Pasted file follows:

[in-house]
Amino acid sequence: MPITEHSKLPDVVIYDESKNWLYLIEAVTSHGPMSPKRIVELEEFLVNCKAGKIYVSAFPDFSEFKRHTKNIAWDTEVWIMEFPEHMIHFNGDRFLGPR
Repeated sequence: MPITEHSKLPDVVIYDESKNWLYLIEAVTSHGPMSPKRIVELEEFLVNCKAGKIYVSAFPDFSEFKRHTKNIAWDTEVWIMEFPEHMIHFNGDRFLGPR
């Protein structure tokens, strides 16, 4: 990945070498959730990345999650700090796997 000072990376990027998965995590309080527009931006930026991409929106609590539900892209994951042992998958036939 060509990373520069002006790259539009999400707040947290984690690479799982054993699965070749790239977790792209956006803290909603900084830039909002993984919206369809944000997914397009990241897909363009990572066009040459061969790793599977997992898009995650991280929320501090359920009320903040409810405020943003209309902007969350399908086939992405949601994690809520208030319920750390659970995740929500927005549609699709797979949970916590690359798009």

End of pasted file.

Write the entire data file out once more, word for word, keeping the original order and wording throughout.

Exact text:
[in-house]
Amino acid sequence: MPITEHSKLPDVVIYDESKNWLYLIEAVTSHGPMSPKRIVELEEFLVNCKAGKIYVSAFPDFSEFKRHTKNIAWDTEVWIMEFPEHMIHFNGDRFLGPR
Repeated sequence: MPITEHSKLPDVVIYDESKNWLYLIEAVTSHGPMSPKRIVELEEFLVNCKAGKIYVSAFPDFSEFKRHTKNIAWDTEVWIMEFPEHMIHFNGDRFLGPR
């Protein structure tokens, strides 16, 4: 990945070498959730990345999650700090796997 000072990376990027998965995590309080527009931006930026991409929106609590539900892209994951042992998958036939 060509990373520069002006790259539009999400707040947290984690690479799982054993699965070749790239977790792209956006803290909603900084830039909002993984919206369809944000997914397009990241897909363009990572066009040459061969790793599977997992898009995650991280929320501090359920009320903040409810405020943003209309902007969350399908086939992405949601994690809520208030319920750390659970995740929500927005549609699709797979949970916590690359798009």